Social engineering and its consequences.

While the media highlight increasingly sophisticated cyber-attacks, decision-makers could easily forget that humans are one of the main weak links of IT security. According to the latest IBM – Ponemon Institute report published in 2016, 25% of data leaks are due to human error or negligence.

 | Social engineering is about exploiting human weakness to obtain goods, services or key information.

Social engineering existed before the digital era. For example, during the 2000s, organized scammers used personal information available in Alumni directories to impersonate alumni of a prestigious university and extract money from their fellow classmates.

There is no need today to use malware or ransomware to access personal information: it is readily available on social media such as Facebook and LinkedIn. A white paper published by Alban Jarry in 2016 shows that 43% of people accept strangers on their LinkedIn network[1].

The president of a French bank recently showed us the Facebook profile of an individual allegedly working at the bank and trying to get in touch with clients: fake profile, fake identity obviously … In the same manner, how do you know who is behind the LinkedIn profile inviting you?

These “simple” techniques allow fraudsters to deceitfully obtain key information about a payer, a supplier… and subsequently impersonate them to initiate fraudulent wire transfers.

president's scam

President’s scam (Source: Law enforcement, translated by Bleckwen)

 

According to Grand Thornton, at least 3 out of 4 companies were targeted by fraud attempts over the past two years. If 80% of all attempts are failures, successful attacks can cause damages upward of $10 million.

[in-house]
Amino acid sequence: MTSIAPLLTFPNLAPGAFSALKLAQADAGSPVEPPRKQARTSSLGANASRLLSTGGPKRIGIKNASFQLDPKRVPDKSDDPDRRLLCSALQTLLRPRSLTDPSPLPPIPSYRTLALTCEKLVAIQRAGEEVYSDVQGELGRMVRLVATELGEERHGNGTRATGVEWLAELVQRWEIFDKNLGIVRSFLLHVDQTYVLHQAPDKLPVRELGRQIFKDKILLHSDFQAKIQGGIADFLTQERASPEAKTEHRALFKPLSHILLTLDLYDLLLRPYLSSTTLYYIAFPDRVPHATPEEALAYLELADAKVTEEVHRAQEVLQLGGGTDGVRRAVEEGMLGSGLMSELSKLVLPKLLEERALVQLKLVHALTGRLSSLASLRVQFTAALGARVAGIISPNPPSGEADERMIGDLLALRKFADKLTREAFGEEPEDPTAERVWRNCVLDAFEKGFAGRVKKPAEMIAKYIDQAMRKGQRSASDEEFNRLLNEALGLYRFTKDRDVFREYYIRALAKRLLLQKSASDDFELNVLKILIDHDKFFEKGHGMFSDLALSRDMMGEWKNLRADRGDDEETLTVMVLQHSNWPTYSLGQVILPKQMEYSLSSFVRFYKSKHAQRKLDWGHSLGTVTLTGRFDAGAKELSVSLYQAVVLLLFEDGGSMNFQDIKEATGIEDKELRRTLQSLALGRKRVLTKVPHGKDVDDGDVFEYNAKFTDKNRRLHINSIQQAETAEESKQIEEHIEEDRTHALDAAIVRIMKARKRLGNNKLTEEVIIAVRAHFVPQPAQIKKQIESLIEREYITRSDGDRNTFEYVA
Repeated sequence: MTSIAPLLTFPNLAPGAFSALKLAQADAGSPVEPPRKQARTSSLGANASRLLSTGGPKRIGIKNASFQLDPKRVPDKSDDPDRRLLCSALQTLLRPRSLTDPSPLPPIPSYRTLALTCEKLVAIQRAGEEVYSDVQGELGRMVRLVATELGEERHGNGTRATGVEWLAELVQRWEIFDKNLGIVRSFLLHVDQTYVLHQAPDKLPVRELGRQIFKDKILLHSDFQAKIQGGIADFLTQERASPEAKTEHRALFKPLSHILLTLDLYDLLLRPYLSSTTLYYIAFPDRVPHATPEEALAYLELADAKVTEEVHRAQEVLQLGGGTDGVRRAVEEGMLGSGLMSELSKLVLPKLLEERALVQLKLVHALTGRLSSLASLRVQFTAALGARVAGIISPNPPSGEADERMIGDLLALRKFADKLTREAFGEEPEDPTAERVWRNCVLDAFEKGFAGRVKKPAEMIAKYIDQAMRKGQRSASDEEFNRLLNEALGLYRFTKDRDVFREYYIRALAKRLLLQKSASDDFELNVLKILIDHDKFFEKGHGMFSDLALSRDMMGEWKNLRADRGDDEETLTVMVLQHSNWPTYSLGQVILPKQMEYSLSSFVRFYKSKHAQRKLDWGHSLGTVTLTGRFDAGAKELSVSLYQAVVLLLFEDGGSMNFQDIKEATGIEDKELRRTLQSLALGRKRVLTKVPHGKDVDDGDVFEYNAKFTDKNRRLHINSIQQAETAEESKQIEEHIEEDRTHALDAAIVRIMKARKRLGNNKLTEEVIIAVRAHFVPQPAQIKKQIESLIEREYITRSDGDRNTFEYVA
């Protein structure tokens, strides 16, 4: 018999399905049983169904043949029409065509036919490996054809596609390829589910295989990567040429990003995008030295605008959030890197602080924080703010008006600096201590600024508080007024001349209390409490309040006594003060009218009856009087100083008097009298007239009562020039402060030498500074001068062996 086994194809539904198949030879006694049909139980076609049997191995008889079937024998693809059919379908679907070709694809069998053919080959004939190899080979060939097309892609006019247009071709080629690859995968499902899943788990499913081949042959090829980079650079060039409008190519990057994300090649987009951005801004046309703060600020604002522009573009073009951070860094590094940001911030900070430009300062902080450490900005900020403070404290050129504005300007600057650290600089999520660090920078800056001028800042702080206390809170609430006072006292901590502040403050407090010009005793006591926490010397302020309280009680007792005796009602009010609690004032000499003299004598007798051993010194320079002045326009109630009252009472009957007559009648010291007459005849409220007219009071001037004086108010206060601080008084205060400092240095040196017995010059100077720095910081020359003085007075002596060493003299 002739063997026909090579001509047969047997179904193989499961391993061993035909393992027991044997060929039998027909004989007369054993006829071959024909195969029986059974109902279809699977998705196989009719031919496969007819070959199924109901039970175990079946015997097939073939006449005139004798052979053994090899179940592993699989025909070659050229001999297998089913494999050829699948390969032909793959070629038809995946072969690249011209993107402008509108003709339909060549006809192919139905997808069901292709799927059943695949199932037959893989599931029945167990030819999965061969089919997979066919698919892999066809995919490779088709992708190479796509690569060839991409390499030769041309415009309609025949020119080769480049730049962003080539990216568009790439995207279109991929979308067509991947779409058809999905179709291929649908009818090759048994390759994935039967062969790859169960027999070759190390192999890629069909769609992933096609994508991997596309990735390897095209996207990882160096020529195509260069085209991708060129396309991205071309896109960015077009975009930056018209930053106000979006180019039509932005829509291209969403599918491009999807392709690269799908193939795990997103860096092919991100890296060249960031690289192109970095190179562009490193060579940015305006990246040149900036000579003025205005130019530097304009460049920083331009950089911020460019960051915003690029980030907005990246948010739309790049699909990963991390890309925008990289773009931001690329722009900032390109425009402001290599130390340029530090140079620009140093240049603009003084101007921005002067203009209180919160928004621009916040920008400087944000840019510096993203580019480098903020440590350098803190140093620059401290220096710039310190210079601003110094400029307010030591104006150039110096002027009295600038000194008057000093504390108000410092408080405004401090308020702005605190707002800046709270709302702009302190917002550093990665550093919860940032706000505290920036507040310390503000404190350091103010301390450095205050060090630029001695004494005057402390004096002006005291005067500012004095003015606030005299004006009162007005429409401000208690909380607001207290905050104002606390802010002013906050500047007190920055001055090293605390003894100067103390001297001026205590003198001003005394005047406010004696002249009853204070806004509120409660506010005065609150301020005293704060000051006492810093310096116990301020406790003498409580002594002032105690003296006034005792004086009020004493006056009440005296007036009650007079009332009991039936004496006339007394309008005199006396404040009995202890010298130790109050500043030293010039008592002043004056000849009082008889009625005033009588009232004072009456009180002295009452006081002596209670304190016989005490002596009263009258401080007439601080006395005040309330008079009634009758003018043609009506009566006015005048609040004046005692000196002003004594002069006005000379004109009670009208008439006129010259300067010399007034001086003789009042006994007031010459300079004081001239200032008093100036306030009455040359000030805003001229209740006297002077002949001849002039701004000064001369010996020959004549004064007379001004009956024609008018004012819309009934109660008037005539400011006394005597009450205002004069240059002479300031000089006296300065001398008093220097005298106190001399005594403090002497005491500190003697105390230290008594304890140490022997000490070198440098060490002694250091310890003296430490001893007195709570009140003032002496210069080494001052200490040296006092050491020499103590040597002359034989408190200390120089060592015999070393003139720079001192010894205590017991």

| $2.3 billion were stolen from businesses between 2013 and 2016, according to the FBI, and the number of victims identified in 2015 increased by 270%[2].

The phenomenon is significant, and companies have begun to build walls to contain it, implementing behavioral measures (e.g.: paying attention to corporate data published on personal social media, refraining from clicking on suspicious e-mails originating from unknown parties…), business processes to improve internal controls, etc. But these measures are not sufficient, even if correctly applied, because they still rely too much on the humans. This is the reason why new solutions are emerging, based on machine learning and big data processing. They automate more and more effectively the process of detecting attacks and fraud, in addition to human activities and processes.

 

You will find out more by reading our next post!

 

[1] https://fr.slideshare.net/AlbanJarry/livre-blanc-612-rencontres-sur-les-reseaux-sociaux-partie-2-etude

[2] https://www.lesechos.fr/08/04/2016/lesechos.fr/021827593152_le-boom-inquietant-de-la—fraude-au-president—.htm

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